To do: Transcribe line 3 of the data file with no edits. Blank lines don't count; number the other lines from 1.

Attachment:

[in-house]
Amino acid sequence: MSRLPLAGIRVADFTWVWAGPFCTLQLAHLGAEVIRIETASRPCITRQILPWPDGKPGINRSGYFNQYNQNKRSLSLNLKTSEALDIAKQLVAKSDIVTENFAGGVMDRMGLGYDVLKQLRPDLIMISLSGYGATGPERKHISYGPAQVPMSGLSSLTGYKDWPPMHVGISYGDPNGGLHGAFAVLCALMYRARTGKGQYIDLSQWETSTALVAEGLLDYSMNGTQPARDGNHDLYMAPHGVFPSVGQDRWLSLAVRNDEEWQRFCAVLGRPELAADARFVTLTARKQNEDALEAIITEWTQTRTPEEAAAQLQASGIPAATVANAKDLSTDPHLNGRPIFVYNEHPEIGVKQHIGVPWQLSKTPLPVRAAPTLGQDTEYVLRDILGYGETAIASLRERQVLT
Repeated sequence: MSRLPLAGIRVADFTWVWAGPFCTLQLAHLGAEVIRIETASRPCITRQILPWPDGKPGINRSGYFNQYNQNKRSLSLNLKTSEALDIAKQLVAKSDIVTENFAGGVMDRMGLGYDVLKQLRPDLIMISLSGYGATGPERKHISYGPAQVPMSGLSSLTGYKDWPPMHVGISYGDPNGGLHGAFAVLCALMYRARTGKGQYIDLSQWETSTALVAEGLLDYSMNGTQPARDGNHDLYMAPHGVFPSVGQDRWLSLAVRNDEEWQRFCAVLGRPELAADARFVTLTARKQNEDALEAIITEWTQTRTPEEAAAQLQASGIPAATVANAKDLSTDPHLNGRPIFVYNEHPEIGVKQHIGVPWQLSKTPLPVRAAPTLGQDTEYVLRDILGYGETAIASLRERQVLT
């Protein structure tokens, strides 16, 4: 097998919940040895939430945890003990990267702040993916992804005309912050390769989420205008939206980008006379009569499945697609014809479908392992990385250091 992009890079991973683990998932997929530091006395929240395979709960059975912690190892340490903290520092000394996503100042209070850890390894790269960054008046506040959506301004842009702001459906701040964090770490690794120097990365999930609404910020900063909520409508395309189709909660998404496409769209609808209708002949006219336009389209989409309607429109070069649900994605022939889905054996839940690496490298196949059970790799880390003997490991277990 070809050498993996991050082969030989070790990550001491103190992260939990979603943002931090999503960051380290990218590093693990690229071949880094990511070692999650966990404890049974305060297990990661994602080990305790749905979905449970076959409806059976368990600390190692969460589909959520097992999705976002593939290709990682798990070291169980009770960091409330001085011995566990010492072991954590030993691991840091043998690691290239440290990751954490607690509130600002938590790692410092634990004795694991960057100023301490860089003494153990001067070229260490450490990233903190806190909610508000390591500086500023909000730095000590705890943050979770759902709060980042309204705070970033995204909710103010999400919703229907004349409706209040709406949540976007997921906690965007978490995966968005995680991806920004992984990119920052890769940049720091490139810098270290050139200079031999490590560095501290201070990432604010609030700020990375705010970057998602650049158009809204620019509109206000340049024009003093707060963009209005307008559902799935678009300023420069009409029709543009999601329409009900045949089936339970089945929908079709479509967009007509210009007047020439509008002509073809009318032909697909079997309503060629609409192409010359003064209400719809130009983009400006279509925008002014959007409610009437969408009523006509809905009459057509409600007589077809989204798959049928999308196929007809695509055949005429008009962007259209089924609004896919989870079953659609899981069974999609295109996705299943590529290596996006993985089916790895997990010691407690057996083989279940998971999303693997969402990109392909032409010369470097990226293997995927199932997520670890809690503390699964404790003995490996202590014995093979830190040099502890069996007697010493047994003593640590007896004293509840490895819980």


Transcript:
Repeated sequence: MSRLPLAGIRVADFTWVWAGPFCTLQLAHLGAEVIRIETASRPCITRQILPWPDGKPGINRSGYFNQYNQNKRSLSLNLKTSEALDIAKQLVAKSDIVTENFAGGVMDRMGLGYDVLKQLRPDLIMISLSGYGATGPERKHISYGPAQVPMSGLSSLTGYKDWPPMHVGISYGDPNGGLHGAFAVLCALMYRARTGKGQYIDLSQWETSTALVAEGLLDYSMNGTQPARDGNHDLYMAPHGVFPSVGQDRWLSLAVRNDEEWQRFCAVLGRPELAADARFVTLTARKQNEDALEAIITEWTQTRTPEEAAAQLQASGIPAATVANAKDLSTDPHLNGRPIFVYNEHPEIGVKQHIGVPWQLSKTPLPVRAAPTLGQDTEYVLRDILGYGETAIASLRERQVLT